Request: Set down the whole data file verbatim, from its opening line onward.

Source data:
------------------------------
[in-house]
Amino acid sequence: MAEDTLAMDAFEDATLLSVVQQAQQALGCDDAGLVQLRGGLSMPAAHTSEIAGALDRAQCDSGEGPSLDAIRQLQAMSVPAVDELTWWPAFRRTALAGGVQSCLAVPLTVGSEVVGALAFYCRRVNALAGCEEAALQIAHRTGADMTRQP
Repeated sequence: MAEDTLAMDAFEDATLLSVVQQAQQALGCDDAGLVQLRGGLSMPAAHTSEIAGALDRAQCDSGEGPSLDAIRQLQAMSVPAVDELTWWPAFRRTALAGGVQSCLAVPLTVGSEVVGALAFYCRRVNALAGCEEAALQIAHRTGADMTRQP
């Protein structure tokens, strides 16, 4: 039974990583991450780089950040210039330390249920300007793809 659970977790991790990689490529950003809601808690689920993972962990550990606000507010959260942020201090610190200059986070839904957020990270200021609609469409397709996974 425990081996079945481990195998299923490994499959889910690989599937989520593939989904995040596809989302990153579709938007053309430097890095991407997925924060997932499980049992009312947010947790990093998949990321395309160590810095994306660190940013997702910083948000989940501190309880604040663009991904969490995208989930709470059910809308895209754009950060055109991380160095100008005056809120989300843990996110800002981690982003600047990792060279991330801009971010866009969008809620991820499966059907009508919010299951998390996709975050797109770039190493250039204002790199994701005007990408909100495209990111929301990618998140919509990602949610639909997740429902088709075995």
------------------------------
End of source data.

[in-house]
Amino acid sequence: MAEDTLAMDAFEDATLLSVVQQAQQALGCDDAGLVQLRGGLSMPAAHTSEIAGALDRAQCDSGEGPSLDAIRQLQAMSVPAVDELTWWPAFRRTALAGGVQSCLAVPLTVGSEVVGALAFYCRRVNALAGCEEAALQIAHRTGADMTRQP
Repeated sequence: MAEDTLAMDAFEDATLLSVVQQAQQALGCDDAGLVQLRGGLSMPAAHTSEIAGALDRAQCDSGEGPSLDAIRQLQAMSVPAVDELTWWPAFRRTALAGGVQSCLAVPLTVGSEVVGALAFYCRRVNALAGCEEAALQIAHRTGADMTRQP
């Protein structure tokens, strides 16, 4: 039974990583991450780089950040210039330390249920300007793809 659970977790991790990689490529950003809601808690689920993972962990550990606000507010959260942020201090610190200059986070839904957020990270200021609609469409397709996974 425990081996079945481990195998299923490994499959889910690989599937989520593939989904995040596809989302990153579709938007053309430097890095991407997925924060997932499980049992009312947010947790990093998949990321395309160590810095994306660190940013997702910083948000989940501190309880604040663009991904969490995208989930709470059910809308895209754009950060055109991380160095100008005056809120989300843990996110800002981690982003600047990792060279991330801009971010866009969008809620991820499966059907009508919010299951998390996709975050797109770039190493250039204002790199994701005007990408909100495209990111929301990618998140919509990602949610639909997740429902088709075995």